MIDDLE GROUND: AN ARCHIVE

This project has been concluded. This page is preserved for sake of reference.

Long ago, in forgotten times, writers did their research “out of doors.” They left the house and went to the library down the street, the place around the corner, sometimes even to a different city in a different state. Sometimes we still discover things through these techniques, but now, we’re just as likely to get on our computers and turn to Google. We read articles, find images, and cruise ‘street views’ of places we’ve never been.

This new approach allows us to ‘visit’ more places and geographies than ever historically possible, but it’s only because we’re spending more time in a single space: the Internet. And yet, despite our tenancy in this virtual world, we’re increasingly more cognizant of the ‘real’ places around us: local food, culture, neighborhoods. With these notions in mind, along with the success of Anobium’s first collaborative writing project (Rescription), we got a bright idea: what does it mean to explore these geographies in a literary space?

And this is how we’ve arrived at Middle Ground: An Archive (or, simply, Middle Ground). Middle Ground will be a five-month collaborative writing experiment serving to explore different types of ‘real’ geographies in a literary way. The intention will be to shed light on how we approach the idea of ‘place’ in our writing, and in turn, how our words affect our experience of place.

Middle Ground will involve a team of no more than 20 writers from different places, with different experiences and styles, leaving their collective mark on particular places and geographies—like taking Sharpie to a rest stop bathroom, but more elaborate. Using the term ‘middle’ as a unifying concept for our selected geographies, the group will compile a list of places—from The Middle East Restaurant & Nightclub in Cambridge, MA to the town of Middle Inlet, WI—which each writer will anonymously visit and leave his or her own mark before moving on to the next place.

The way it will work is simple: Writer 1 will write up to 500 words inspired by her first ‘place.’ Writer 2 will then ‘visit’ that place, with the opportunity to expand the story by up to 500 additional words. Writers 3, 4, and 5 (and so forth) will do the same. The catch: you can’t remove anything that has previously been written. You can strike it through, you can footnote it, you can rearrange it, you can re-punctuate it—but you can’t erase. Like graffiti, the marks left are permanent. All places get their meaning, after all, less from an individual interpretation than from the jumble of people who pass through. That is, once Kilroy was here, he’ll always be here.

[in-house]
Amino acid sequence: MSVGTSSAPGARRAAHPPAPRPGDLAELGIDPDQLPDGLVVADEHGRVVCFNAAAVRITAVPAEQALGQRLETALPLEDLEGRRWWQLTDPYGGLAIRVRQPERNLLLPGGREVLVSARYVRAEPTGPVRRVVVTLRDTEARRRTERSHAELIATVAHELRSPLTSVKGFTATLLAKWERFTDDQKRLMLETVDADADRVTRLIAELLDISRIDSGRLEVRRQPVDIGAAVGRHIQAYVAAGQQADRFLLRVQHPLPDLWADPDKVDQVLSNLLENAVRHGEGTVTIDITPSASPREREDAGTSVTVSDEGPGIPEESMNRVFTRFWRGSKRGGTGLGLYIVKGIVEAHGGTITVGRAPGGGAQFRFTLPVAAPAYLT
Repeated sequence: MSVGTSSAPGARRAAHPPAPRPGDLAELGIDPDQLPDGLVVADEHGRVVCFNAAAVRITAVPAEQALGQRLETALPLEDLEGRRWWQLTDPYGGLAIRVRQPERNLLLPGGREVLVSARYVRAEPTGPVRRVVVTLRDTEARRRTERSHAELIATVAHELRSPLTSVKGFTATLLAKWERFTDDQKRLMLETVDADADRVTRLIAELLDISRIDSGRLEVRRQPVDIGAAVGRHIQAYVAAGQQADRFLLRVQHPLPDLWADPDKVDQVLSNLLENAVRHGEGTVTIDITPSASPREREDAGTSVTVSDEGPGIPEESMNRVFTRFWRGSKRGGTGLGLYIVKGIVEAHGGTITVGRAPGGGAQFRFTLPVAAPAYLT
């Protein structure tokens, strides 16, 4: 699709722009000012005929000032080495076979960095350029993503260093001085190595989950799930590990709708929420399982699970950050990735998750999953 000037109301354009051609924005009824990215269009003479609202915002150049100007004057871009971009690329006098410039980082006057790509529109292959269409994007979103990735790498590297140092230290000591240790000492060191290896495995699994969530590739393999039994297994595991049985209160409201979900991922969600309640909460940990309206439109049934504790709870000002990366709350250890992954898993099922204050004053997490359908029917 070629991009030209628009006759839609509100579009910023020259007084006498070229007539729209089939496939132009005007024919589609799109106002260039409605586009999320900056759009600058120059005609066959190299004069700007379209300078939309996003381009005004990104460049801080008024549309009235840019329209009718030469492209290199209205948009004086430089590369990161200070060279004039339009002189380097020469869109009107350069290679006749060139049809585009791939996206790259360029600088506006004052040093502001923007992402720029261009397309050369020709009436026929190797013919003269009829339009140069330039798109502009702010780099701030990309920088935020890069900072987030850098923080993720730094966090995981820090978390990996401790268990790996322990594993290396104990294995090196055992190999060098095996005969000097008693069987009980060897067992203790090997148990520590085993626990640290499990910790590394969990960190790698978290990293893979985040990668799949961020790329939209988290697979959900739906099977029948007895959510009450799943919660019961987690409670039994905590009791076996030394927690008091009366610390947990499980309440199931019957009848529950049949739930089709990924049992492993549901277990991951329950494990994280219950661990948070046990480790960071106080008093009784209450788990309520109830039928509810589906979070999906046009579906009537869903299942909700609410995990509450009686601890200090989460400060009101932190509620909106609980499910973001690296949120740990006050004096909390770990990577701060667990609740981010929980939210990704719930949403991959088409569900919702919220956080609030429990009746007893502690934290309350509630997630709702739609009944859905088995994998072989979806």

The project will then culminate in a published book, titled Middle Ground: An Archive. No one writer’s name will be attributed to any one story, but rather, the entire collection will be attributed to all. For writers looking to put their name on the map (pun intended), this book, like Rescription, will be awarded to all participants and sold through Anobium’s normal channels, including Amazon. Because this is an exploration of place and placelessness in both the physical and virtual realms, we’re looking for a geographically diverse set of writers. A core group in Chicago—the middle of the country and home of Anobium—will be encouraged to meet in person so they can discuss the project, work through issues, and share libations. All writers, no matter how dispersed, will be encouraged to keep the conversation flowing on our Google Group.

If you’re interested in participating or have any questions, please contact group facilitators Benjamin van Loon (benvanloon01@gmail.com) and Pat Chesnut (pchesnut@gmail.com). If you would like to apply, please also include your location, a short bio (including a description of your writing and publication history, if you have one (it’s fine if you’re unpublished)), and an explanation of why you want to participate in the project. Feel free to also suggest your own ‘middle’ place. We will also be encouraging a project fee of $50 to offset printing costs of the completed publication.

[Benjamin van Loon is the managing editor and co-founder of Anobium. He lives and writes in Chicago. Pat Chesnut is an editor of The Bad Version and also lives and writes in Chicago.]

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